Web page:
At the political level, the threat was reflected initially in the environment, but with "the great acceleration" also against civilization, as at the UN conferences in 1972, 1992 and 2012. The preliminary culmination of this development has been "the Big Five" – five UN conferences in 2015–16, including the Conference on the 17 World Goals (“Sustainable Development Goals”).
With 1968 as the year with a global manifestation and at the same time an introduction to a more basic systemic criticism with the development of various new life practices, alternative environments were developed, where thought, feeling and will and combinations thereof were seen in politics, the experimental artistic environment and in the establishment of different kinds of production collectives. Global warming, the need for a renewable energy conversion, and the criticism of industrial agriculture, have led to the development of cross-border life practices such as permaculture, transition towns og ecovillagethe movement.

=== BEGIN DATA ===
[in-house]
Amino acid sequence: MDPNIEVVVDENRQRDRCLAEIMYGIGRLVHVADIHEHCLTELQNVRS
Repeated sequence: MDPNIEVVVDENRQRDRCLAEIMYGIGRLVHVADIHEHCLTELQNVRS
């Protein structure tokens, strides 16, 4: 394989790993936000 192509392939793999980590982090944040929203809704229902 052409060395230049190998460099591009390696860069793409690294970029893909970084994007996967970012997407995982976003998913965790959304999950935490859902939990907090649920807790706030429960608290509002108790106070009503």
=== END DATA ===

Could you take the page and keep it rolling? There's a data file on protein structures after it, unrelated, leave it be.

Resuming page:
Wahl's book formulates itself completely without the current political universe, and regardless of where on the planet one is. He reminds us that we as humans are part of nature, but that with "the great acceleration" we have moved away from that path of development. By adopting transformative innovation and regenerative cultural design, a new generation of searching pilgrims can hopefully «bring the Titanic to port».